This means that I don’t really know the characters yet (unless I’m writing a sequel to a previous book, and even then, there are bound to be new characters who play substantial roles in the story). As a result, I have to be cautious when it comes to dictating how characters will change throughout the book.

I can only start by tentatively deciding a few traits about each character, but I recognize (a) that these traits may change, and (b) that they may fade in significance as new traits arise during the actual writing.

As an example, take Kim Lam from All Those Explosions Were Someone Else’s Fault. At the outset, I decided that Kim was a geology student and third-generation Chinese-Canadian. I also knew that Kim was withdrawn because of a high school relationship gone bad, and that her character arc throughout the book would be gradually tearing down the emotional walls she’s been hiding behind.

But I didn’t start out knowing that Kim was non-binary. When I first wrote the passage where she describes what kind of clothes she usually wears, I simply intended her standard outfit of overalls and a nondescript shirt to be an outgrowth of her emotional walls. She didn’t want to project any sexual image.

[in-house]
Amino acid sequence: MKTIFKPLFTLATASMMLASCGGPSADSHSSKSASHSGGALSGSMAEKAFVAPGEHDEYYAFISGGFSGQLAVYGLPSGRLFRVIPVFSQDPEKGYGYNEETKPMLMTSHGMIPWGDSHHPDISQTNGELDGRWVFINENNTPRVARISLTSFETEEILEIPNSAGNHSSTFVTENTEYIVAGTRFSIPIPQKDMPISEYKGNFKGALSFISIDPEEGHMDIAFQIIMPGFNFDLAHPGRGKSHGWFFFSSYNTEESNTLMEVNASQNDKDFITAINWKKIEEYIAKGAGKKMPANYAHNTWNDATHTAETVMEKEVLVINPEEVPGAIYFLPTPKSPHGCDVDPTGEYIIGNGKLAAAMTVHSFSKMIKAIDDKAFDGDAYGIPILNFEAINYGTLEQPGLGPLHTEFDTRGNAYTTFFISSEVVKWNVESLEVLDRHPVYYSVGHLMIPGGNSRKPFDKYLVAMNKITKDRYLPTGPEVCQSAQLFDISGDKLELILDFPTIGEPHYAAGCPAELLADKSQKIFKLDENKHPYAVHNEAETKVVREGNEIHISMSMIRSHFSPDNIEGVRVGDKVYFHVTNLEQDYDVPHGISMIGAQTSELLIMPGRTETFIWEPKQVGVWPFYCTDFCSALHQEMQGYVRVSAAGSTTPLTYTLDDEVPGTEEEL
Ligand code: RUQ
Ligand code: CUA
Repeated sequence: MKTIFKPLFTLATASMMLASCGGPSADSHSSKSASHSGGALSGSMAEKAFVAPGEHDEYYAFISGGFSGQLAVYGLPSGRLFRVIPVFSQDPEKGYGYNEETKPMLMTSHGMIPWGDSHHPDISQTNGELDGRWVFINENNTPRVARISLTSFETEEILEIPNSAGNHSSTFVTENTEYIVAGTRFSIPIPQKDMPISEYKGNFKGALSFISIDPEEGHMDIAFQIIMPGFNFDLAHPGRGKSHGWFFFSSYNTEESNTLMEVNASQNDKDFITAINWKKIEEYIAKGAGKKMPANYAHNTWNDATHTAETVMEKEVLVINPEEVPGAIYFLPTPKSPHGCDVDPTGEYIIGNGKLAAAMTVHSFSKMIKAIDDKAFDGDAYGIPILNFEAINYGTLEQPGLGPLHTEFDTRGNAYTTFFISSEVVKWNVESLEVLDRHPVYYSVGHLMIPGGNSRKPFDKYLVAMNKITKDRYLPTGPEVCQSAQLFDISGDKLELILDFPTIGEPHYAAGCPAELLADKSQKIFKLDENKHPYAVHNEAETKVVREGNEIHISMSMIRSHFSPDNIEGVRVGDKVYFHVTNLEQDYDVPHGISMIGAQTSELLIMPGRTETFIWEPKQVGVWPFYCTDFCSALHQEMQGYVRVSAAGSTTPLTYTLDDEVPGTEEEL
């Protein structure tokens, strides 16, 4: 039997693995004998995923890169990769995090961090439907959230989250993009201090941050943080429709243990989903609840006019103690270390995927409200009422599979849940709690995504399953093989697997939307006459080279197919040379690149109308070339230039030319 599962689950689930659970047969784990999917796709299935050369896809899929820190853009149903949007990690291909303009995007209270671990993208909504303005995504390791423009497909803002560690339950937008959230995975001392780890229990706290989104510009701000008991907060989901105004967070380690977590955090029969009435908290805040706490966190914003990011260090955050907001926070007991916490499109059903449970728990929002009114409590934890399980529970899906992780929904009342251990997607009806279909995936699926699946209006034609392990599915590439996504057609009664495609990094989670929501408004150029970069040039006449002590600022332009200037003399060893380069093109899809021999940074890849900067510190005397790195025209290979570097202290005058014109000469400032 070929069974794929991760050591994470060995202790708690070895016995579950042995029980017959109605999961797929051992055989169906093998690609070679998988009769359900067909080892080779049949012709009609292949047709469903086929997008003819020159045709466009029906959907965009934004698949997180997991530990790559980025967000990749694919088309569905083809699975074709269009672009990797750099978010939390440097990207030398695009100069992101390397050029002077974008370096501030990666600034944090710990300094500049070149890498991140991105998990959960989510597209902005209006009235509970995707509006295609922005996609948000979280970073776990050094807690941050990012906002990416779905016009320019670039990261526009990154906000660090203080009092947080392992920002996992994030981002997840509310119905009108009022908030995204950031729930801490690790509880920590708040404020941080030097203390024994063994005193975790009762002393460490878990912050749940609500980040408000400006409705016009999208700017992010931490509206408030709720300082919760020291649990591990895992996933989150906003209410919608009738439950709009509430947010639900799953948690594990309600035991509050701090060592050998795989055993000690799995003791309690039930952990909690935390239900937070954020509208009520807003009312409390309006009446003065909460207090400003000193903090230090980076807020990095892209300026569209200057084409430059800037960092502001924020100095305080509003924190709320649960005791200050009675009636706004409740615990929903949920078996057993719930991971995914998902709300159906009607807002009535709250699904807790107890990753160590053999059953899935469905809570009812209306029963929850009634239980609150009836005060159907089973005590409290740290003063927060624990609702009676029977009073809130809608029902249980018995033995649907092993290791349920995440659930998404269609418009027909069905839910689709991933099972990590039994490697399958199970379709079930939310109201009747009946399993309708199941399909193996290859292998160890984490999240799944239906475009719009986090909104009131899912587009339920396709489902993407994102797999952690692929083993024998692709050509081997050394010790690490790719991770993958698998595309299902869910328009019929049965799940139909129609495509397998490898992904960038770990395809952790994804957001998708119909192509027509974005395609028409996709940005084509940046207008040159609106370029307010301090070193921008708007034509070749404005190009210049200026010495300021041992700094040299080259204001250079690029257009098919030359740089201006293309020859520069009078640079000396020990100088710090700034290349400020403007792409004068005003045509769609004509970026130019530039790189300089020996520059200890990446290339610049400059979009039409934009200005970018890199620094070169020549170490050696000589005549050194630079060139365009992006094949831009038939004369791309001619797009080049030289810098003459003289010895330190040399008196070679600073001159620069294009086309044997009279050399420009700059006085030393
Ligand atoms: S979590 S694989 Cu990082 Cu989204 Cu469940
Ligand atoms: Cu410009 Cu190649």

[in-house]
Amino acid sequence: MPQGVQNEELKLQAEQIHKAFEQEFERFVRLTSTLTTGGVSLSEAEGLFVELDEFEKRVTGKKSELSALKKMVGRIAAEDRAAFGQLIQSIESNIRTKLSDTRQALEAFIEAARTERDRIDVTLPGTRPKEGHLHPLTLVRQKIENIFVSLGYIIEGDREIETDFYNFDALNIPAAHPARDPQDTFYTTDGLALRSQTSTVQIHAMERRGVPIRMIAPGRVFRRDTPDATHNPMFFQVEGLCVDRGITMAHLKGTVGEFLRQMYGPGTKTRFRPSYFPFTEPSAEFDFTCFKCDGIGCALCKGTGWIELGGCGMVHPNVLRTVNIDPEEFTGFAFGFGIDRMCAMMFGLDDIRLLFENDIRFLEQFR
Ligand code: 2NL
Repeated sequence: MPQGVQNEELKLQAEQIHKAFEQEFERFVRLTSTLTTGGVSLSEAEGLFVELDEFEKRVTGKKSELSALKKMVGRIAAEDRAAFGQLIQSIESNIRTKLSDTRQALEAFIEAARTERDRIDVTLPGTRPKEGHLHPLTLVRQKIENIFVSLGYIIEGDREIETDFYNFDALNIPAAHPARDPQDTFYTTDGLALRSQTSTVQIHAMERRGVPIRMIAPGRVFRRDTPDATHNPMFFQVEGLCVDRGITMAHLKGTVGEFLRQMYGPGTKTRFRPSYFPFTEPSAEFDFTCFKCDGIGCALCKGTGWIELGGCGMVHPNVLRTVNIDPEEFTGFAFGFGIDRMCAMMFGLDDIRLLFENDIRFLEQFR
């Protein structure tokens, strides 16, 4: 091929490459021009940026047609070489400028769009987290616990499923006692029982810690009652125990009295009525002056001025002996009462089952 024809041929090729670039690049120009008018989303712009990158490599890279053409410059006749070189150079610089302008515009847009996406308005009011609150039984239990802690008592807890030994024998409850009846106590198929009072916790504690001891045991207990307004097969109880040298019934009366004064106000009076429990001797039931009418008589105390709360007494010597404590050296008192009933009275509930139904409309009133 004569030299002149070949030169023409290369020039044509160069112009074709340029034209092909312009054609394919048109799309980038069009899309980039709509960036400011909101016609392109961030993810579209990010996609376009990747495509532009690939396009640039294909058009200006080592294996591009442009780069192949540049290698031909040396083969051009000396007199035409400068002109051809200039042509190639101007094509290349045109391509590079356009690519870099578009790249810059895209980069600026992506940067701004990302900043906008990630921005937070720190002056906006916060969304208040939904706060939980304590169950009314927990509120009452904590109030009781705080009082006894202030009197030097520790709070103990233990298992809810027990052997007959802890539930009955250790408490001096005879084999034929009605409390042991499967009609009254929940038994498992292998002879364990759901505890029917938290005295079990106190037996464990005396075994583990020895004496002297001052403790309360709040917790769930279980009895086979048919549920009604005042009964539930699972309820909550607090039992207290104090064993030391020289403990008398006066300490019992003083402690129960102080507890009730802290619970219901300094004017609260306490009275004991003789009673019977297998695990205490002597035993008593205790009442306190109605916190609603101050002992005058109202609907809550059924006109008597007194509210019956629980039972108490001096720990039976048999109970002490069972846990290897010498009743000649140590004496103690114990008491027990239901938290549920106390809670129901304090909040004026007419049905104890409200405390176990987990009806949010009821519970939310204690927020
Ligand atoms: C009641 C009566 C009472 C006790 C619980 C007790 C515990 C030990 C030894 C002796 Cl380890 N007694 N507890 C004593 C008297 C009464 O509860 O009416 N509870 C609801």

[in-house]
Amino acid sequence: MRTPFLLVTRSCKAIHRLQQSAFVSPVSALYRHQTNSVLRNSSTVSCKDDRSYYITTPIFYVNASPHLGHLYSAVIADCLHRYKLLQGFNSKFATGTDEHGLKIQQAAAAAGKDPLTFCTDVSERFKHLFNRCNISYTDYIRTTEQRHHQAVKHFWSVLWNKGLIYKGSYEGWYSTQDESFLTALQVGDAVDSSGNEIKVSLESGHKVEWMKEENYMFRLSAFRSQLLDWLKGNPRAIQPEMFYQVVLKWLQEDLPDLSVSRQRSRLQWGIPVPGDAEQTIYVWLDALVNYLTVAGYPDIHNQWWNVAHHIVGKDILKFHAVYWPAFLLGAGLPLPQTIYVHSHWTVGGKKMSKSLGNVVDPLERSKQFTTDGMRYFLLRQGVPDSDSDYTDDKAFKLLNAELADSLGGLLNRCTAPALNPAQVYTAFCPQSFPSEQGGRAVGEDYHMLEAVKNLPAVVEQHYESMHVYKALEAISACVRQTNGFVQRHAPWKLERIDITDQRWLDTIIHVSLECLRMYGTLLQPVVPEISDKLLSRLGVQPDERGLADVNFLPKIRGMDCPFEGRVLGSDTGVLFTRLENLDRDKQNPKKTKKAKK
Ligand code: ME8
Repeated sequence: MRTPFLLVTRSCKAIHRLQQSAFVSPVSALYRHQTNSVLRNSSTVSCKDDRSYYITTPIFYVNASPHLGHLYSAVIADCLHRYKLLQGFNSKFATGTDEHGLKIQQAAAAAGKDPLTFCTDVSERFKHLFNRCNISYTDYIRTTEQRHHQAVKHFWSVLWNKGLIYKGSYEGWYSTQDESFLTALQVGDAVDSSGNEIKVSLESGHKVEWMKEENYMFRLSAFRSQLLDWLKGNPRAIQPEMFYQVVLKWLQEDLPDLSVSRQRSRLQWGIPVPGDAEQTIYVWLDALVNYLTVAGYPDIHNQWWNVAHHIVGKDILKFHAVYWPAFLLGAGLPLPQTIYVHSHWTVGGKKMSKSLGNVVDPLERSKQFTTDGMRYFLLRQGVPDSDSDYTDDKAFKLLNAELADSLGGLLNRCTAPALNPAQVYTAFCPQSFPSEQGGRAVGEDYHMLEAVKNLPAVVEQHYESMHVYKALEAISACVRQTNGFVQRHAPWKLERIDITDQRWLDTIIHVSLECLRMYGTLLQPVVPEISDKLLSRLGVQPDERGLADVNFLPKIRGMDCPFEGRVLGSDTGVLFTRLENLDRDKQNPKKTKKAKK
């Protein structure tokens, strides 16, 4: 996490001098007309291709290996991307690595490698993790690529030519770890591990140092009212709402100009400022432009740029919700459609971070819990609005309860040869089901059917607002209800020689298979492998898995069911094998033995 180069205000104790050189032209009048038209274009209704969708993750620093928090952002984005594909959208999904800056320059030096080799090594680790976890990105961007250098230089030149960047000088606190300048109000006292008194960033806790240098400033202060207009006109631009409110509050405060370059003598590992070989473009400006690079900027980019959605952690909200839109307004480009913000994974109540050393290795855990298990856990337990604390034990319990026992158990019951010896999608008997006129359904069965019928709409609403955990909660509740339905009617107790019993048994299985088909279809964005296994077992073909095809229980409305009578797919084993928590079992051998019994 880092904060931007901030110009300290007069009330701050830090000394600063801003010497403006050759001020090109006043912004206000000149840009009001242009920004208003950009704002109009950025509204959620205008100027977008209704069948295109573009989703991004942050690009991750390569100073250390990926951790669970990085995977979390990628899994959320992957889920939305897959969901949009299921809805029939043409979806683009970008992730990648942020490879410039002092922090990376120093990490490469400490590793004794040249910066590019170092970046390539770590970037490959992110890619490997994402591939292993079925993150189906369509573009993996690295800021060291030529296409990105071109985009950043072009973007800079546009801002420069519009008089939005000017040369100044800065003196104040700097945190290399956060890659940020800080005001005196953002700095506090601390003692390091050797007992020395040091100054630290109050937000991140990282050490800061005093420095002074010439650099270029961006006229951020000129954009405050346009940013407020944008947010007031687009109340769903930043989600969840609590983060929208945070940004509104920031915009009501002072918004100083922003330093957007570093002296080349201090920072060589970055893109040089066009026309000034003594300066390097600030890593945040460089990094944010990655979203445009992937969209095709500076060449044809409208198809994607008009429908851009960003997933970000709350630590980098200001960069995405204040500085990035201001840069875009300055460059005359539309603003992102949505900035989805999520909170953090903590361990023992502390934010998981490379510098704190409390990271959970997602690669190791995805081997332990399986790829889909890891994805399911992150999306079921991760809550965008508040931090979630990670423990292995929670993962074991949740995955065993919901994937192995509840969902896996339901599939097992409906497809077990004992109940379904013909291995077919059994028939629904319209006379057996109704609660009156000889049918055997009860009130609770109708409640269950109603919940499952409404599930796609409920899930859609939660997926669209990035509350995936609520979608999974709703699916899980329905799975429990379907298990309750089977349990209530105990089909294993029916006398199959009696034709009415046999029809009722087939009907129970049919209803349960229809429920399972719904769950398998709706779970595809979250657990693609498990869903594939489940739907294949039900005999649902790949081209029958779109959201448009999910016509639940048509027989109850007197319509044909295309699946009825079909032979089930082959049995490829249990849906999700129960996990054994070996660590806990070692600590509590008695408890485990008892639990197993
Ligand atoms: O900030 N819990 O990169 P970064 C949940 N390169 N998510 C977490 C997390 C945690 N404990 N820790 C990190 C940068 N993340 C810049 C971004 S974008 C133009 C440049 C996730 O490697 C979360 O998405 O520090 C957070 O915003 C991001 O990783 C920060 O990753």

During the writing, that all changed. It surprised the heck out of me when Kim eventually came out as queer. I remember thinking, “Crap, am I really going to do this?” There are obvious risks when a cis-het white male writes a gender-queer Chinese person who started life as female. If I did a bad job, it would be awful.

Then again, I could feel the rightness of what I’d discovered. In the book, Kim talks about evolving into her non-binary identity: “I knew what didn’t work, but it took a while to find out what did.” That echoes what happened during the writing. But once I realized Kim had to be non-binary, that identity became such an essential part of the character that some traits devised while planning the book just faded into the background. (By the way, for those who care, Kim ends the book by taking new pronouns and shortening zir name to K.)